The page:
http://www.rutuonline.com/html/vacuum_systems.html

Think what could be done with something like that in the garage. :D:
 
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Vacuum sealing.

Here are some samples of the vacuum packed Mylar bags I have been doing:

First, vacuum packed spaghetti in 3.5 mil bags. These aren't good for really long-term storage but will extend the 2 year shelf life to 5+ years. We had to form boots from scrap bag material to go over the ends of the spaghetti to keep from poking holes in the bag. You can see the outline of the boots.


Spaghetti in 7 mil bags. These bags are thick! No worry about poking through at all. Because of the weight of the material, they don't suck up like the thinner bags but they are very well vacuumed as well. All also have 100cc of oxygen absorbers. This spaghetti should be as good in 30 years as it was the day we packed it.


Here's some playing cards we sealed. We also have coloring/activity books and crayons. You gotta have fun, after all. We used oxygen absorbers and desiccants on opposite sides of the package.


This one is egg noodles. This we didn't vacuum. Instead it is just sealed with the impulse sealer but includes 200cc of oxygen absorbers. This creates a 22% vacuum in the bag by eliminating the oxygen without crushing the contents.


Rice packed in a 4.5 mil bag. These are medium weight but still very strong. By flattening the rice with my palm before packing the packs are flat and stack well. We also added 100cc of oxygen absorber. These packs are as hard as bricks - as long as the vacuum holds up.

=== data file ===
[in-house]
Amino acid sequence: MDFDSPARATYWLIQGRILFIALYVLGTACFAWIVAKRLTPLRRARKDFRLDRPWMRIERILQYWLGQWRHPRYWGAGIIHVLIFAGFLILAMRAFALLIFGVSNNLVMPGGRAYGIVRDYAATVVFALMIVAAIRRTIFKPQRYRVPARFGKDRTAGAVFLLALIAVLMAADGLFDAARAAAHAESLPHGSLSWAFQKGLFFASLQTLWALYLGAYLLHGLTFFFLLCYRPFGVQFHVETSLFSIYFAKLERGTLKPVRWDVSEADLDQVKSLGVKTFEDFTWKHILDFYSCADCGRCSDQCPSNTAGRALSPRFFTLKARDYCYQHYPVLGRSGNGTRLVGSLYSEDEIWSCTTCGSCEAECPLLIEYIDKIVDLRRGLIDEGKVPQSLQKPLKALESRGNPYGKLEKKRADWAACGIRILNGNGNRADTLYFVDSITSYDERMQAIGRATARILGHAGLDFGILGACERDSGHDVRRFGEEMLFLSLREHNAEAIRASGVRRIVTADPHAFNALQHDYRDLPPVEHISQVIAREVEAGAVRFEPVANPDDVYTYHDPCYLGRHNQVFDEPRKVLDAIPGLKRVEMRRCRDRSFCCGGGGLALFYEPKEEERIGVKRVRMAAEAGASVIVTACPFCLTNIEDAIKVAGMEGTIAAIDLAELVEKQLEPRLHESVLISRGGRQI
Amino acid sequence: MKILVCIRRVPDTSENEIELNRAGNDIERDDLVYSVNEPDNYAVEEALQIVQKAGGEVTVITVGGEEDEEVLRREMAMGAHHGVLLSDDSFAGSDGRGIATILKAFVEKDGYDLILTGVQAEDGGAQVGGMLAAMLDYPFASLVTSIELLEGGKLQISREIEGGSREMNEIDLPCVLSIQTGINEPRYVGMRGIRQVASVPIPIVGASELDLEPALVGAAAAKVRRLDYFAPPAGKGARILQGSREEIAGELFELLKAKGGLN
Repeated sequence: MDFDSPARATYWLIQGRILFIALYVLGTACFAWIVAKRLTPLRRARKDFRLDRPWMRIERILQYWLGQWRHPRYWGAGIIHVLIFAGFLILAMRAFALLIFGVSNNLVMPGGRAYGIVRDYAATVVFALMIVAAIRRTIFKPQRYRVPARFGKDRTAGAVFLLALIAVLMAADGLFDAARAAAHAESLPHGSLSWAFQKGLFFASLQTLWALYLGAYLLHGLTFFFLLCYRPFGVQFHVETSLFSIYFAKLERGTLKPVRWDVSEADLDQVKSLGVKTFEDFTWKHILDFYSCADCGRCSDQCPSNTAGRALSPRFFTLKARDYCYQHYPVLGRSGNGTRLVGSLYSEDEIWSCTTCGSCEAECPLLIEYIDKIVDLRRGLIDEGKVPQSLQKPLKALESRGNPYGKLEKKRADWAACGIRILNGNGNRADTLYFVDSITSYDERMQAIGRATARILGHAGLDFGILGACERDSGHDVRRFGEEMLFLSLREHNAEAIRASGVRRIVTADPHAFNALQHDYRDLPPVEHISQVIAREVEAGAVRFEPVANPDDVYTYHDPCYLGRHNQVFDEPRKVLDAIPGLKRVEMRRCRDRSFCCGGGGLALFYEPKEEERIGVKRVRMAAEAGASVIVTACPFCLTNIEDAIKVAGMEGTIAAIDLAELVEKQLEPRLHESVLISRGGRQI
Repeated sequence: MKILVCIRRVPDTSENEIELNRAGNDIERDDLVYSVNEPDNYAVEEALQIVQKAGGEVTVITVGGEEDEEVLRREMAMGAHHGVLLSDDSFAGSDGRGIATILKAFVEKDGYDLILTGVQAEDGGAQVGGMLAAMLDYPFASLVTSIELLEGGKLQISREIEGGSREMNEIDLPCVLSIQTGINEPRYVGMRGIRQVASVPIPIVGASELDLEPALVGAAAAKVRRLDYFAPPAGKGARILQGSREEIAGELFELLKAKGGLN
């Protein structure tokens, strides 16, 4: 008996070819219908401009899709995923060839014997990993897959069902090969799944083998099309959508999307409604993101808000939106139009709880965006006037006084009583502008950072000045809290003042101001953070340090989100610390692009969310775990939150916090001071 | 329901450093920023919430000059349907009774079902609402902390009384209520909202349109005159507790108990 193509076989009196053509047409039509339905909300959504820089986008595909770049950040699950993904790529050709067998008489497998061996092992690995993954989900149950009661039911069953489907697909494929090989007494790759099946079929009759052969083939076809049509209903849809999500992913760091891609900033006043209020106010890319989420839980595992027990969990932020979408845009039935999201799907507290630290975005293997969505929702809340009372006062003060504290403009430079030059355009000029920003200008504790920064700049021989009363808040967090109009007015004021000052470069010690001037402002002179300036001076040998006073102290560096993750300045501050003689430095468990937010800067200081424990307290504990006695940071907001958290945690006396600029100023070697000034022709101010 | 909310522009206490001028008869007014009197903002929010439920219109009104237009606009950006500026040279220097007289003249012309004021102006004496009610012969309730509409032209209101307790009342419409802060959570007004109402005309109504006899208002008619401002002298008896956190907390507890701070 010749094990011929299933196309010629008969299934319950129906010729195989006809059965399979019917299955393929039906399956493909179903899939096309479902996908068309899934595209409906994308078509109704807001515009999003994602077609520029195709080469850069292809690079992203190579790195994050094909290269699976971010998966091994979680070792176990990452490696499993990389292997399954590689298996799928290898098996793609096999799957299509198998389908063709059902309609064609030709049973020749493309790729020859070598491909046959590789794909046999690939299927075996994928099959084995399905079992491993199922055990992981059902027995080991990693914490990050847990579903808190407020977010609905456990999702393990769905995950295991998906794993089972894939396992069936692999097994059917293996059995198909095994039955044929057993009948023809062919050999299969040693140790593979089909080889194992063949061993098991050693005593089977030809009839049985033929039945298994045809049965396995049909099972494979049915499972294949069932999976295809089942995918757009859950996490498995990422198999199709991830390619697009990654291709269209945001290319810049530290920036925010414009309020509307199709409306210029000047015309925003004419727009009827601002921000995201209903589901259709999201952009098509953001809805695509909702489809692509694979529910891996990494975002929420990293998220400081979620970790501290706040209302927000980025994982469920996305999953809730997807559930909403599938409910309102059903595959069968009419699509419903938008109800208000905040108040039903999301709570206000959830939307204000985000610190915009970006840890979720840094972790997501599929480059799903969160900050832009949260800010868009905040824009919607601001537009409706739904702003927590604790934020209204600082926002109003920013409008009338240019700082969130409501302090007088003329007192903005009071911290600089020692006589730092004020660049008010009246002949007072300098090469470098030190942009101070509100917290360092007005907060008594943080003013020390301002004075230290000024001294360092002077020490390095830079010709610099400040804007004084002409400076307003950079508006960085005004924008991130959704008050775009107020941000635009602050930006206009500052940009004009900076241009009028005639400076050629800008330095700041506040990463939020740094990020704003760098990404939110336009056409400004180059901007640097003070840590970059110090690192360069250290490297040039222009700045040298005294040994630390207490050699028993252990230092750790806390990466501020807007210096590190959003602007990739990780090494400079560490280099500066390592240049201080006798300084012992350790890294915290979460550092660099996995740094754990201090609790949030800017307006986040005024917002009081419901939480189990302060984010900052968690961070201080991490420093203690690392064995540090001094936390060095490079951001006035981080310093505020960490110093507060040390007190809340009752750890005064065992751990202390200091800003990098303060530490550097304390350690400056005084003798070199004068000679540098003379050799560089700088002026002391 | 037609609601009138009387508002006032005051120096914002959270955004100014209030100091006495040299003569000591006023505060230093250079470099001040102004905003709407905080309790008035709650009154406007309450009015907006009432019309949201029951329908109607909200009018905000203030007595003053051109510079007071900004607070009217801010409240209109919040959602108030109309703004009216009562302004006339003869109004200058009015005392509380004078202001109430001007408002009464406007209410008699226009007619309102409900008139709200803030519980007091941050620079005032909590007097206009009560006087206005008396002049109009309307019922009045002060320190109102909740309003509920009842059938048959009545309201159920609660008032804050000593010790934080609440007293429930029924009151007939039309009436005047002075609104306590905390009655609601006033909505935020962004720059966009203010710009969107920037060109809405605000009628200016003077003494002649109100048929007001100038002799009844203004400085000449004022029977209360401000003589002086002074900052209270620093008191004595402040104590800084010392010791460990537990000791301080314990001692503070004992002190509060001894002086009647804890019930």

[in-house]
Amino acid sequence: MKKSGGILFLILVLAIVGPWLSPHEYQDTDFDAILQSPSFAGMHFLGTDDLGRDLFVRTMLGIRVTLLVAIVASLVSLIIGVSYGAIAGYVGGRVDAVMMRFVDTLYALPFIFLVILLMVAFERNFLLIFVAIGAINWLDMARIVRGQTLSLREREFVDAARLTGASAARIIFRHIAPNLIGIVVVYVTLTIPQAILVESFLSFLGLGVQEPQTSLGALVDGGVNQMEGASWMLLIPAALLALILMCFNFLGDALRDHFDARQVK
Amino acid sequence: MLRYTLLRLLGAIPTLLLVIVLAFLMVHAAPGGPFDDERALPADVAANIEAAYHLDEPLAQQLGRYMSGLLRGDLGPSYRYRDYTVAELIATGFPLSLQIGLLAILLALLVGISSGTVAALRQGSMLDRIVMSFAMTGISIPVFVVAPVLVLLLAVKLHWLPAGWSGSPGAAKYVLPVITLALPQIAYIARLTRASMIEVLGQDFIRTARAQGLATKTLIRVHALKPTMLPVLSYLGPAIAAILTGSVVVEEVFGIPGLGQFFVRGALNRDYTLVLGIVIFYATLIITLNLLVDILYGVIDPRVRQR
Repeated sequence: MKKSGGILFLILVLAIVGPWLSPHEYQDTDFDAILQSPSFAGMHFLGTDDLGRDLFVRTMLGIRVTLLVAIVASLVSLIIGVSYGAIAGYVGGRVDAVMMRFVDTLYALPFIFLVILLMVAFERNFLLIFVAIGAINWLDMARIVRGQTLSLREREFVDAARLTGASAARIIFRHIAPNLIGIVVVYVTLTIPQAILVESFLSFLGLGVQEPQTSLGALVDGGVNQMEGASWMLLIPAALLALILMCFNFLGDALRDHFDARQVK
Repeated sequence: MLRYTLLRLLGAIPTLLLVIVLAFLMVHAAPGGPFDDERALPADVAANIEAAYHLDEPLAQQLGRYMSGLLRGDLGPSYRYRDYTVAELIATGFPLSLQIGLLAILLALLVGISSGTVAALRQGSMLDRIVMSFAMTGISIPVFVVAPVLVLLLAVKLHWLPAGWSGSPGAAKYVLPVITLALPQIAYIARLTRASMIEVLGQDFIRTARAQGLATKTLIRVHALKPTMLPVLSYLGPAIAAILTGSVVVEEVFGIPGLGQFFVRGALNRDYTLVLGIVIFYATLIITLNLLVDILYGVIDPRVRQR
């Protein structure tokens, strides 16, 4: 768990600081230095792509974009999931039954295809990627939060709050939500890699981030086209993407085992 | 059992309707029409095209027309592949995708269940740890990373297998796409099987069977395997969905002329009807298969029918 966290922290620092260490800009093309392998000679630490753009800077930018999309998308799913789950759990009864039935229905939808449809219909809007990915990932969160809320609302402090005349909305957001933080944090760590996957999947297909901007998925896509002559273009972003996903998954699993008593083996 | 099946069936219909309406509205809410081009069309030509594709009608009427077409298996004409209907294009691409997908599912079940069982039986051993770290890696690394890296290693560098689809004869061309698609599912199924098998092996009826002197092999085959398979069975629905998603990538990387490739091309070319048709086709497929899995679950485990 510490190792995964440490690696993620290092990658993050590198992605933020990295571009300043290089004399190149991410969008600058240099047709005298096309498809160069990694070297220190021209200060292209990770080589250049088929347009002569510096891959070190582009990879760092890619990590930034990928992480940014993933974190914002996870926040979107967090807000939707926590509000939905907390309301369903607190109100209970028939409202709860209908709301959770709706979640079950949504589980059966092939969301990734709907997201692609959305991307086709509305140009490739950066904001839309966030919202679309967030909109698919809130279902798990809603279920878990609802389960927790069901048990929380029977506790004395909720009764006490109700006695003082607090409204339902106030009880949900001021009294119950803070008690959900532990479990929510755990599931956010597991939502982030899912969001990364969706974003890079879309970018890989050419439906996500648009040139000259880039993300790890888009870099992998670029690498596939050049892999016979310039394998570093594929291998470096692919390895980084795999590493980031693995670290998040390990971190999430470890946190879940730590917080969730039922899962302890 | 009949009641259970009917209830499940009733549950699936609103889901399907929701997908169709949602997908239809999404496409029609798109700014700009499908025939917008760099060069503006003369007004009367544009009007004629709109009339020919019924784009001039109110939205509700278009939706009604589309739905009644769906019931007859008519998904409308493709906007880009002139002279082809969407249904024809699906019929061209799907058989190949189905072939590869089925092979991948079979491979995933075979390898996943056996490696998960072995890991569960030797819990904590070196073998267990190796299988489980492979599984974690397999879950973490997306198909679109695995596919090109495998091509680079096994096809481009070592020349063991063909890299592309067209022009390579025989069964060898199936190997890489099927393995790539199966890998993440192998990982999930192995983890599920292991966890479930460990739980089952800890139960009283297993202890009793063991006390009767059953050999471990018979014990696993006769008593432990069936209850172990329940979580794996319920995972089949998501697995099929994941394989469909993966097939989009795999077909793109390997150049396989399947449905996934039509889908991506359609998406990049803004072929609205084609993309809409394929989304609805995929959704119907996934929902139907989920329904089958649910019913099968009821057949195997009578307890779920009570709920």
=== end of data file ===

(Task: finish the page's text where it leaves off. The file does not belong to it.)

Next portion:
Elbow macaroni. See how tightly it is packed? You can see the outline of the noodles. Because of the dead space in macaroni compared to spaghetti, we added 200cc of oxygen absorbers. These packages are rock hard and very light. We've used 5 year old vacuum packed macaroni. It was as good as new.


Dried vegetables. We bought frozen vegetables at the grocery store and dried them. Much cheaper than buying canned dehydrated. There's probably 4 lbs of frozen vegetables in this bag which, as you can tell in the pictures, contains much less volume than 4 cups of rice.


Our three vacuum machines. In front is the Seal-A-Meal. In back is the retracting nozzle vacuum sealer that works for Mylar and other non-channel bags. On the right is the Reynolds battery powered unit.



This is the best 100 dollars we have spent for doing vacuum packing. How many times do you want to shape a bag to make it smaller or to use rolls for the Seal-a-Meal? Since those sealer strips get so hot, you have to wait 30 seconds between seals and then after 10 or so you have to wait 10 minutes or more. Otherwise you burn up the sealer or at least burn up your bags. This unit is an impulse sealer. It gets hot instantly and cools off virtually just as fast. You can make or form bags as fast as you can feed them and do it all day long. That leaves the precious duty-cycle limited vacuum sealers to do what they do best: vacuum seal, without slowing them down by using them for non-vacuum tasks.
 

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I just got a Seal a Meal and LOVE it. I've done my rice & sugar so far. And if I run out of ammo, I now have something to throw at the bad guys!
 

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wow thanks for the pics and all. Very good to see.
 

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the girls have used the vacum packed bags of diff foods for the bob bags